“After noting this, we as Mother Care Group members went door to door to engage the mothers and explain to them the difference between child immunisation and COVID-19 vaccines, emphasising that the COVID-19 is not given to children, but only adults. There has been an improvement ever since,” Tambala explains. 

Gertrude Msamanyada, Chikondi Mother Care group Chairperson based in Chilomoni Township in Blantyre says her group members have a good working relationship with Health Surveillance Assistants (HSAs) under Chilomoni Health Centre, which is getting results.

“Each member is responsible for door to door follow up on all children who have missed immunisations and to ensure that are immunised. We also meet once a month as a group to share notes and find solutions to the problems encountered,” says Msamanyada, whose group has 30 members.

Chilomoni Health Centre HSA Selina Zombazomba says there is an improvement in under-five immunisation coverage, thanks to Mother Care Group assistance.

Zombazomba administers polio vaccine to a child Picture Credit Josephine Chinele 
Zombazomba assists a mother to weigh her baby
Credit: Josephine Chinele

“Normally, turn out varies depending on time of the month, with many mothers turning up at month end. But at the peak of the COVID-19 pandemic, the figures were flat and low. On average, we have 50 children whereas, during the pandemic, the figures were far less than 50,” she says.

Zombazomba adds that all COVID-19 preventive measures such as hand washing, social distancing and mandatory mask wearing are strictly adhered to for all mothers visiting the clinic and for health care workers providing the jabs.

“They are very good at community mobilisation,” Zombazomba says of the mother care groups. “They are part of the community therefore likely to have a more positive impact, which we have already seen. They are reaching places where we cannot reach as health workers.”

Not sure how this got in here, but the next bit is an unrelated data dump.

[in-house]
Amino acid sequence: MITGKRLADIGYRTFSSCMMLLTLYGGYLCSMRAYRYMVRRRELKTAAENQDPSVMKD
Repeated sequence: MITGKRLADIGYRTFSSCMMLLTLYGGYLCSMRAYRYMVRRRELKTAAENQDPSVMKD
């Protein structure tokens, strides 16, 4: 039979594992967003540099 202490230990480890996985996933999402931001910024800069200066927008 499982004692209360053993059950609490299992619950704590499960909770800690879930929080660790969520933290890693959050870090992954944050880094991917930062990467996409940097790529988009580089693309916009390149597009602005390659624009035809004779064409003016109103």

Zombazomba administers polio vaccine to a child Credit: Josephine Chinele
Zombazomba administers polio vaccine to a child
Credit: Josephine Chinele

MHEN Executive Director, George Jobe says the overall goal of the HSIS project is to contribute towards the achievement of Goal Three of the Sustainable Development Goals (SDGs) – to end preventable deaths of newborns and children under five years of age by year 2030.

“MHEN is responsible for the demand promotion and community mobilisation component. HSIS is a Ministry of Health project funded by Gavi but has different players including UNICEF, which is responsible for procurement and logistics,” he says. “We need to take children’s future seriously. Children shouldn’t die due to their parents’ fears.”

National Routine Immunisation Officer, Expanded Program on Immunisation (EPI) Temwa Mzengeza acknowledges that Mother Care groups have been helpful in mobilising and encouraging caregivers to bring their children for immunisation even during the COVID-19 pandemic.

“With the people who received the COVID-19 vaccine doing well, coupled with social mobilisation, we are seeing more mothers bringing their children for health care including immunisation against vaccine preventable diseases,” she says.

TOPICS: Country storiesCOVID-19Photo stories